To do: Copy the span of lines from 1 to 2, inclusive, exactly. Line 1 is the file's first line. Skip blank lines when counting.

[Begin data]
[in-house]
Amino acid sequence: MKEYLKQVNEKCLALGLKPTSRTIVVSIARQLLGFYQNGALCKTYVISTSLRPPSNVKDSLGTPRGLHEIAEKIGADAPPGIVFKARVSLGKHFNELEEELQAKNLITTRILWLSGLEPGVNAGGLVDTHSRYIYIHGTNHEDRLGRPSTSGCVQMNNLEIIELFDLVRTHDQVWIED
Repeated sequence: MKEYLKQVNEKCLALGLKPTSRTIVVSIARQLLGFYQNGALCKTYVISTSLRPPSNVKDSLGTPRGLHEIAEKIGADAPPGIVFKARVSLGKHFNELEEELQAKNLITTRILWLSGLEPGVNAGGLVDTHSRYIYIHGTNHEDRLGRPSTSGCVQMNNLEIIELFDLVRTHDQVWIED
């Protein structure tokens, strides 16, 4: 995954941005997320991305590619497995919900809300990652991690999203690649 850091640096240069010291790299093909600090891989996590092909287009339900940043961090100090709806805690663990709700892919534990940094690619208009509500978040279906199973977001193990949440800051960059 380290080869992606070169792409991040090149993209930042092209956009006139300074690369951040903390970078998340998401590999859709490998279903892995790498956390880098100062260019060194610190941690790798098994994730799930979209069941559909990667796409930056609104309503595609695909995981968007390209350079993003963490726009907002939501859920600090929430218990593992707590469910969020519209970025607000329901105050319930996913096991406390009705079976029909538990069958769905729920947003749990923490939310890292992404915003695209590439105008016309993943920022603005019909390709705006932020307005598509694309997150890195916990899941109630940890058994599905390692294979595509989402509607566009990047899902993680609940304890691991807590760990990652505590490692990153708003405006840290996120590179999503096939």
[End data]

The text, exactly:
[in-house]
Amino acid sequence: MKEYLKQVNEKCLALGLKPTSRTIVVSIARQLLGFYQNGALCKTYVISTSLRPPSNVKDSLGTPRGLHEIAEKIGADAPPGIVFKARVSLGKHFNELEEELQAKNLITTRILWLSGLEPGVNAGGLVDTHSRYIYIHGTNHEDRLGRPSTSGCVQMNNLEIIELFDLVRTHDQVWIED